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Systematic Lymphadenectomy for Survival in Epithelial Ovarian Cancer: A Meta-Analysis

Kim, Hee Seung MD*; Ju, Woong MD, PhD†; Jee, Byung Chul MD, PhD‡; Kim, Yong Beom MD, PhD‡; Park, Noh Hyun MD, PhD*; Song, Yong Sang MD, PhD*; Kim, Seung Cheol MD, PhD†; Kang, Soon-Beom MD, PhD*; Kim, Jae Weon MD, PhD*

International Journal of Gynecological Cancer: May 2010 - Volume 20 - Issue 4 - pp 520-528
doi: 10.1111/IGC.0b013e3181d6de1d
Ovarian Cancer

Background: The role of systematic lymphadenectomy (SL) remains unclear for improving overall survival (OS) in epithelial ovarian cancer (EOC). To evaluate the role of SL in EOC, we performed a meta-analysis for comparing the efficacy for OS between SL and unsystematic lymphadenectomy (USL).

Methods: After the extensive literature search between January 1995 and December 2008, we analyzed 9 studies (2 randomized controlled trials [RCTs] and 7 observational studies) with 21,919 patients with EOC who underwent staging laparotomy including SL or USL.

Results: Although SL was a favorable factor for OS compared with USL (hazard ratio [HR], 0.72; 95% confidence interval [CI], 0.68-0.76), the efficacy of SL on increased OS could not be determined in all-stage and early-stage EOC owing to the lack of RCTs and the deviation of weight by large-scale observational studies, whereas SL improved OS in advanced-stage EOC (HR, 0.70; 95% CI, 0.67-0.75). Moreover, SL increased OS in patients with all-stage disease who underwent optimal debulking surgery (HR, 0.84; 95% CI, 0.69-0.99), whereas it could not improve OS statistically in early-stage and advanced-stage diseases. However, SL showed increased OS with marginal significance in advanced-stage EOC patients treated with optimal debulking surgery (HR, 0.82; 95% CI, 0.66-1.02).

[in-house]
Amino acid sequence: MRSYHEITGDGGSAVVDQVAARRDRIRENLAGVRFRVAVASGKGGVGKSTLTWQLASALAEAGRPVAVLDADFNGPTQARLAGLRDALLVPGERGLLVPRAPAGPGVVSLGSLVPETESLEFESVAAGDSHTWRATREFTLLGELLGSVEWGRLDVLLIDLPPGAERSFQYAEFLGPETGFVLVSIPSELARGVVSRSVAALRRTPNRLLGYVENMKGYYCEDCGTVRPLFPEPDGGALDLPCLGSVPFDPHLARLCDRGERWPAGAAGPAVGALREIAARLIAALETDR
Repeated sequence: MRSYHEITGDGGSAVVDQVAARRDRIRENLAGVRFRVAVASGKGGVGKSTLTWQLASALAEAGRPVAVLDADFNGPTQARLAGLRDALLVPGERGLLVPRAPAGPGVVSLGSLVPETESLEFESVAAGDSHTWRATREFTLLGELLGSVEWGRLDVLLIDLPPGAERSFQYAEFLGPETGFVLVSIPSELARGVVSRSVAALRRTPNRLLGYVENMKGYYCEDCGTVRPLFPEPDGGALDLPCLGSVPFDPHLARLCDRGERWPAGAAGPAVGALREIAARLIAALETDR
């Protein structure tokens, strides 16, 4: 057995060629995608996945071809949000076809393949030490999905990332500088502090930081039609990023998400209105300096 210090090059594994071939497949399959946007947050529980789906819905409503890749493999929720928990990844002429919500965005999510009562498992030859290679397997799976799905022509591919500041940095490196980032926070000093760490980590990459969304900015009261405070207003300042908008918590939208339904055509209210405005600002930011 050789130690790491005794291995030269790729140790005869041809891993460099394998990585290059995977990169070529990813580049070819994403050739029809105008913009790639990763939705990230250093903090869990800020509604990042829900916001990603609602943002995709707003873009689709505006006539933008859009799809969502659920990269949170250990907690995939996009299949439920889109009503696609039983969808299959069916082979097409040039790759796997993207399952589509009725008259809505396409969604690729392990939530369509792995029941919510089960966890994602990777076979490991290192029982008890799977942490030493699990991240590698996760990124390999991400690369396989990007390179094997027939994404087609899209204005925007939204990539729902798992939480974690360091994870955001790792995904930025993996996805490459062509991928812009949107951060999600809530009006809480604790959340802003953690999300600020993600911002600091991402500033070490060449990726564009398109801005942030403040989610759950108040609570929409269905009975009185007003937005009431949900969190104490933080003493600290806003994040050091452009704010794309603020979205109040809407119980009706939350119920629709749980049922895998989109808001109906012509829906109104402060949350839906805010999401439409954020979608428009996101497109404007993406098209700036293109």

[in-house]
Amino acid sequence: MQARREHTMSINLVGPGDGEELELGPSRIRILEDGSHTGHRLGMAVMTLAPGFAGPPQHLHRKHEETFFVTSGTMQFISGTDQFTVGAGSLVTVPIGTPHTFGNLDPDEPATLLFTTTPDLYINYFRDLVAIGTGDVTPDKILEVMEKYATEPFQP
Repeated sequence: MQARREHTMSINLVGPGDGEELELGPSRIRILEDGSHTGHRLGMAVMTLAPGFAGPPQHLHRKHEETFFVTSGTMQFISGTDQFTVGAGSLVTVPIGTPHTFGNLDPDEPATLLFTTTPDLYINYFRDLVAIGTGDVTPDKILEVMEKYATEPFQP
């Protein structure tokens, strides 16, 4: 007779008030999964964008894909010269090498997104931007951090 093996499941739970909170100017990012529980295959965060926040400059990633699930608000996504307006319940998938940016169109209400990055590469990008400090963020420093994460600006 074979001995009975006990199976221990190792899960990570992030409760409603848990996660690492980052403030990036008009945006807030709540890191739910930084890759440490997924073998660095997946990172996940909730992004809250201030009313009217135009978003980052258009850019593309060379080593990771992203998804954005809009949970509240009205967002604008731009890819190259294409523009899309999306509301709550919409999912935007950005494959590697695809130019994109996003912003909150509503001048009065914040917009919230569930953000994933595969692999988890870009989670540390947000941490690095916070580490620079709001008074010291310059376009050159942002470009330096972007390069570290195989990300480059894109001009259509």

Conclusions: These findings suggest the possibility that SL can improve OS in advanced-stage EOC. However, the efficacy of SL on OS is still unknown because of the lack of RCTs, which requires more relevant studies for investigating the role of SL in EOC.

*Department of Obstetrics and Gynecology, Seoul National University College of Medicine, Seoul; †Department of Obstetrics and Gynecology, Ewha Woman's University College of Medicine, Seoul; and ‡Department of Obstetrics and Gynecology, Seoul National University Bundang Hospital, Seoungnam, Korea.

Received November 26, 2009, and in revised form January 22, 2010.

Accepted for publication January 31, 2010.

Address correspondence and reprint requests to Jae Weon Kim, MD, PhD, Department of Obstetrics and Gynecology, Seoul National University College of Medicine, 28 Yeongeon-Dong, Jongno-Gu, Seoul 110-744, Korea. E-mail: kjwksh@snu.ac.kr.

This research was supported by World Class University program through the Korea Science and Engineering Foundation funded by the Ministry of Education, Science, and Technology.

Yong Sang Song is a major in biomodulation, World Class University, Seoul National University, Seoul, Korea.

Copyright © 2010 by IGCS and ESGO